Revelation 4:1 –

In those days: I looked, and, behold, a door was opened in heaven: and the first voice which I heard was as it were of a trumpet talking with me; which said, Come up hither, and I will show thee things which must be hereafter. And immedi- ately I was in the Spirit; and, behold, a throne was set in heaven, and one sat on the throne. And he that sat was to look upon like a jasper and a sardine stone: and there was a rainbow round about the throne, in sight like unto an emerald. And round about the throne were four and twenty seats: and upon the seats I saw four and twenty elders sitting, clothed in white raiment; and they had on their heads crowns of gold. And out of the throne proceeded lightnings and thunderings and voices: and there were seven lamps of fire burning before the throne, which are the seven spirits of God. And before the throne there was a sea of glass like unto crystal: and in the midst of the throne, and round about the throne, were four beasts full of eyes before and behind. And the first beast was like a lion, and the second beast like a calf, and the third beast had a face as a man, and the fourth beast was like a flying eagle. And the four beasts had each of them six wings about him; and they were full of eyes within: and they rest not day and night, saying, Holy, holy, holy, Lord God Almighty, which was, and is, and is to come. And when those beasts give glory and honour and thanks to him that sat on the throne, who liveth for ever and ever, the four and twenty elders fall down before him that sat on the throne, and worship him that liveth for ever and ever, and cast their crowns before the throne, saying, Thou art worthy, O Lord, to receive glory and honour and power: for thou hast created all things, and for thy pleasure they are and were created.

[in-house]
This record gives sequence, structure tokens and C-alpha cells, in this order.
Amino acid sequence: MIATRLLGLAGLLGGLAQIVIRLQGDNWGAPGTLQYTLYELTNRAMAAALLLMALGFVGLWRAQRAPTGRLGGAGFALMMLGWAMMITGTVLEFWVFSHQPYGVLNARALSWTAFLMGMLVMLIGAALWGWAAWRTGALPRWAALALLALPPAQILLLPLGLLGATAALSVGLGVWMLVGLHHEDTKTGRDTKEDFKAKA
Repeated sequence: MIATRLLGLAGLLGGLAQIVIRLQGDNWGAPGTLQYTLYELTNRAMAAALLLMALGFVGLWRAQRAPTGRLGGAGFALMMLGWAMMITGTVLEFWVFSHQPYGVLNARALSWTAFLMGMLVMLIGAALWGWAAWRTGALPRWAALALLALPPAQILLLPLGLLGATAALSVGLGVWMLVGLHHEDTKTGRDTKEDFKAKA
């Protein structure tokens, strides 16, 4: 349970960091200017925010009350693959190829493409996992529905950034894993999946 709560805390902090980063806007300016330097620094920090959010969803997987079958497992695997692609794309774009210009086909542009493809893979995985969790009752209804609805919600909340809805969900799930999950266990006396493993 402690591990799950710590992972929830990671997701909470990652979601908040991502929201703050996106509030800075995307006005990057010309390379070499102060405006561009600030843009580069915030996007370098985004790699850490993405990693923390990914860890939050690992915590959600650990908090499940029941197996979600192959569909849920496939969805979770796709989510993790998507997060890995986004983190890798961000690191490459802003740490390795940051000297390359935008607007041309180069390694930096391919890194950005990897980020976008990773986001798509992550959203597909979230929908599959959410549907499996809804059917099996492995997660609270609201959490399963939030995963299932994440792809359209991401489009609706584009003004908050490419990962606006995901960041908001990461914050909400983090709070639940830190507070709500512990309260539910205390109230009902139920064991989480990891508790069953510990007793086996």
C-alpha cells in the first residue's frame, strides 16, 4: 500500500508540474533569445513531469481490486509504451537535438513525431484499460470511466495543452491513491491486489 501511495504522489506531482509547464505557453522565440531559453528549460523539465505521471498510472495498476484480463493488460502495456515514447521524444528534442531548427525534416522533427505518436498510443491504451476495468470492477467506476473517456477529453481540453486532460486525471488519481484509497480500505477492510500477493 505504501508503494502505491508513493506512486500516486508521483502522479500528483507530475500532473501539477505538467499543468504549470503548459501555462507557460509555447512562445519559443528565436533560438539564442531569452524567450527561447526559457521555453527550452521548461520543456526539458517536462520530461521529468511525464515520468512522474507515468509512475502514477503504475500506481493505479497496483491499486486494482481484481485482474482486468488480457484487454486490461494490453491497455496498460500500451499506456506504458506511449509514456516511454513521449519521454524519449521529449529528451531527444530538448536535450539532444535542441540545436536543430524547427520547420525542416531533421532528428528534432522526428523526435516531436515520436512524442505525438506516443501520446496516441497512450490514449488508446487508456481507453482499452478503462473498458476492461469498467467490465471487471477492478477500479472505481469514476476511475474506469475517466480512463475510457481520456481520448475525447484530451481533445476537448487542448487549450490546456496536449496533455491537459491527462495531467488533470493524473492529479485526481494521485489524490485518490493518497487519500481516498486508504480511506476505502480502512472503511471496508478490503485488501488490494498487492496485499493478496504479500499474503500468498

Saint Focus: St John of Damascus was falsely accused through the machinations of the iconoclastic Byzantine Emperor and had his hand cut off. That night, God miraculously restored his hand though the intercession of the Theotokos. In thanks he had an icon written and adorned with the ‘third’ hand. Most of us have many circumstances where the Virgin Mary’s intercession has clearly helped us but do follow St. John’s example and tell others to encourage their faith?


Practical Commentary…

[Ex. 12–13:16]